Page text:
Republicans Could Retake Senate—Or Not

Mitch McConnellWe have more election forecasts, although this one is from real political scientists, so it deserves to be taken seriously. The model is thanks to John Sides and the rest of the crew that hang out over at The Monkey Cage, How Republicans Can Win the Senate in 2014. They put the probability at 54% and say that it is all going to come down to four elections: Alaska, Iowa, Louisiana, and Montana.

That’s all fine. I’ve given them a 50% chance of taking back the Senate for about a year now. And I’m not clear whether their computer model really provides any more insights than my wild ass guess. That’s not to put down the effort. The information is useful and I recommend reading the article if you are interested in such matters. But in the end, it’s going to be the idiosyncrasies of the election that determines who controls the Senate in 2014.

Alison Lundergan GrimesIt’s still early, but the model claims that, for example, Georgia leans Republican. This is despite the fact that Michelle Nunn is actually leading in the polls. Even more interesting, Kentucky is put firmly in the Republican column, but according to the Kentucky Herald-Leader, Alison Lundergan Grimes Holds a Slim 4-point Advantage Over Mitch McConnell in Kentucky.

Clearly, we are going to know a lot more after the Republican primaries. The big question is whether the GOP will nominate some of those magnificent nutjobs that they are so known for. I think it is important to remember that if the Republicans were smart about this stuff, they would already control the Senate. The problem is that “crazy” is a stochastic variable. The real question is whether just by random chance the Republicans will nominate a high or low number of crazies.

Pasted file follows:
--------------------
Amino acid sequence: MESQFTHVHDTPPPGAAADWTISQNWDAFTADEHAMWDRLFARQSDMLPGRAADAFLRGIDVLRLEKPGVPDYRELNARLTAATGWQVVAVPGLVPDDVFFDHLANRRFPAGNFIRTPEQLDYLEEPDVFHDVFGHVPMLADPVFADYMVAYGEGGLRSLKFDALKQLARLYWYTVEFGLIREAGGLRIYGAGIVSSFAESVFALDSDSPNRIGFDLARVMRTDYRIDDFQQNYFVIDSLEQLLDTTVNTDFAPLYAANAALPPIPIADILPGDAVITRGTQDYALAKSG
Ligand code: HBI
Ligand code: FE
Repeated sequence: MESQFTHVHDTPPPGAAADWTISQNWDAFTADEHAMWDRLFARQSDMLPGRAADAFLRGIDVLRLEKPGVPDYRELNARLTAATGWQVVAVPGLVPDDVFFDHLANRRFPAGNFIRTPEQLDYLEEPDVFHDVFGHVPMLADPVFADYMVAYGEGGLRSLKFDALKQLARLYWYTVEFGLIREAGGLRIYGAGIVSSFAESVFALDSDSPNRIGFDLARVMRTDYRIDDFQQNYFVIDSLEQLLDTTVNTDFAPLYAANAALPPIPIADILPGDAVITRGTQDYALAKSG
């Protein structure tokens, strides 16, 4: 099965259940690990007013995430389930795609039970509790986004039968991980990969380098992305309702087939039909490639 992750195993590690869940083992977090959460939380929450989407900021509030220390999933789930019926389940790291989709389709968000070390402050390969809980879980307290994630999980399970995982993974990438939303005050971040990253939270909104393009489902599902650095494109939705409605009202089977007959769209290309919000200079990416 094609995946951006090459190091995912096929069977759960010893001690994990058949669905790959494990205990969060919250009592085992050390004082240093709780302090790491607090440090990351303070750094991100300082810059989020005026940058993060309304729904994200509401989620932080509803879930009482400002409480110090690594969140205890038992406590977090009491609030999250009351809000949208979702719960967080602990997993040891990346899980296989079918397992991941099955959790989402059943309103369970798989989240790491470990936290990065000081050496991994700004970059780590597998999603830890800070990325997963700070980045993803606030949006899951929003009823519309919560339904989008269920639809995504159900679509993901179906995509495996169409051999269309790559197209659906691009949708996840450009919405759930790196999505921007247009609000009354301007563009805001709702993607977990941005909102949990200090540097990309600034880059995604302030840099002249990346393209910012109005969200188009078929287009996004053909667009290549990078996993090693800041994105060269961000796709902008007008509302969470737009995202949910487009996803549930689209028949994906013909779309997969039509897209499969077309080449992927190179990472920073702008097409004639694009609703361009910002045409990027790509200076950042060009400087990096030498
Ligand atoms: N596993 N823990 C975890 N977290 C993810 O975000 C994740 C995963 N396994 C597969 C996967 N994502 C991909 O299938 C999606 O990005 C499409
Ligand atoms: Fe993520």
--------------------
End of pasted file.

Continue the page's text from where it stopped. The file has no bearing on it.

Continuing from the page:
Regardless, we are still stuck with the usual calculus for the 2014 Senate elections. The Republicans have a good chance of taking over the Senate. And they also have a good chance of screwing up. As a Democrat, I’m not thrilled with that. But if I were a Republican, I would be worried.

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About Frank Moraes

Frank Moraes is a freelance writer and editor online and in print. He is educated as a scientist with a PhD in Atmospheric Physics. He has worked in climate science, remote sensing, throughout the computer industry, and as a college physics instructor. Find out more at About Frank Moraes.

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